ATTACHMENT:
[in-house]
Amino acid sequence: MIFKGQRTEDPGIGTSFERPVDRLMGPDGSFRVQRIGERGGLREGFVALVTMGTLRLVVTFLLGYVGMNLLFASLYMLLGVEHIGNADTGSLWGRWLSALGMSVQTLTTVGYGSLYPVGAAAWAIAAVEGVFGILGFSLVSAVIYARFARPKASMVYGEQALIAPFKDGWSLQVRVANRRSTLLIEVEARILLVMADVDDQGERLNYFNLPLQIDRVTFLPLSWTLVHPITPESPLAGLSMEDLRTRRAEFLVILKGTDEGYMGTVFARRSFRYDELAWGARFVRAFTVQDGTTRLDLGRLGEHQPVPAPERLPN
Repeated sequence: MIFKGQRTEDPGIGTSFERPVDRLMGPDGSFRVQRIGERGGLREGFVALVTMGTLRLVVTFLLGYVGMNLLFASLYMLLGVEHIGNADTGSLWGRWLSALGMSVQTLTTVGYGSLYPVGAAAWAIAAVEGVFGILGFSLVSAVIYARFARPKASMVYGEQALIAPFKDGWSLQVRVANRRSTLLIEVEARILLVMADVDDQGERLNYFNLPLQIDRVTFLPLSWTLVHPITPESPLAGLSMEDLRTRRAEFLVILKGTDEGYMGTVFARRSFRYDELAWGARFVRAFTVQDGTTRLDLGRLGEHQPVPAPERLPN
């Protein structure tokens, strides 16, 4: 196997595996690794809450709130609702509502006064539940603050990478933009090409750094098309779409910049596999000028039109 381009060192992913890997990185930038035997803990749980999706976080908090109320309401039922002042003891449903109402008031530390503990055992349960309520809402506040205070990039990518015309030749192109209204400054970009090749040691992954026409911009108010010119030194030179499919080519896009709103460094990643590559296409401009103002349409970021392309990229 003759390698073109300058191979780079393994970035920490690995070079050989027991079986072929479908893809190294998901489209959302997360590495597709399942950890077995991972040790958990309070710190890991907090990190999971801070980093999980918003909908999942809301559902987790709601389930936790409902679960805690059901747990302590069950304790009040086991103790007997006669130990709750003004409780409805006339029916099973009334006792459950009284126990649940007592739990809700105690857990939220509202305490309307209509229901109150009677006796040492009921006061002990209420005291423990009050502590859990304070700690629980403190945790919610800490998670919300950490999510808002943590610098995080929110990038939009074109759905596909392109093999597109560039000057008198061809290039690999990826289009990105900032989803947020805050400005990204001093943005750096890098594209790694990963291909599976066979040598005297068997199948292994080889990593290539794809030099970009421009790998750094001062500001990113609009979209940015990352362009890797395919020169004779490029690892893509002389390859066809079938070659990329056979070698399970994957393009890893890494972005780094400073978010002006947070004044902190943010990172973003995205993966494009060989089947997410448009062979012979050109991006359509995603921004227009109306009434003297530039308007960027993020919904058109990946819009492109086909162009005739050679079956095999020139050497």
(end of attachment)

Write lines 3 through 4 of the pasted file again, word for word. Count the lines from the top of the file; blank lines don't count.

Repeated sequence: MIFKGQRTEDPGIGTSFERPVDRLMGPDGSFRVQRIGERGGLREGFVALVTMGTLRLVVTFLLGYVGMNLLFASLYMLLGVEHIGNADTGSLWGRWLSALGMSVQTLTTVGYGSLYPVGAAAWAIAAVEGVFGILGFSLVSAVIYARFARPKASMVYGEQALIAPFKDGWSLQVRVANRRSTLLIEVEARILLVMADVDDQGERLNYFNLPLQIDRVTFLPLSWTLVHPITPESPLAGLSMEDLRTRRAEFLVILKGTDEGYMGTVFARRSFRYDELAWGARFVRAFTVQDGTTRLDLGRLGEHQPVPAPERLPN
């Protein structure tokens, strides 16, 4: 196997595996690794809450709130609702509502006064539940603050990478933009090409750094098309779409910049596999000028039109 381009060192992913890997990185930038035997803990749980999706976080908090109320309401039922002042003891449903109402008031530390503990055992349960309520809402506040205070990039990518015309030749192109209204400054970009090749040691992954026409911009108010010119030194030179499919080519896009709103460094990643590559296409401009103002349409970021392309990229 003759390698073109300058191979780079393994970035920490690995070079050989027991079986072929479908893809190294998901489209959302997360590495597709399942950890077995991972040790958990309070710190890991907090990190999971801070980093999980918003909908999942809301559902987790709601389930936790409902679960805690059901747990302590069950304790009040086991103790007997006669130990709750003004409780409805006339029916099973009334006792459950009284126990649940007592739990809700105690857990939220509202305490309307209509229901109150009677006796040492009921006061002990209420005291423990009050502590859990304070700690629980403190945790919610800490998670919300950490999510808002943590610098995080929110990038939009074109759905596909392109093999597109560039000057008198061809290039690999990826289009990105900032989803947020805050400005990204001093943005750096890098594209790694990963291909599976066979040598005297068997199948292994080889990593290539794809030099970009421009790998750094001062500001990113609009979209940015990352362009890797395919020169004779490029690892893509002389390859066809079938070659990329056979070698399970994957393009890893890494972005780094400073978010002006947070004044902190943010990172973003995205993966494009060989089947997410448009062979012979050109991006359509995603921004227009109306009434003297530039308007960027993020919904058109990946819009492109086909162009005739050679079956095999020139050497």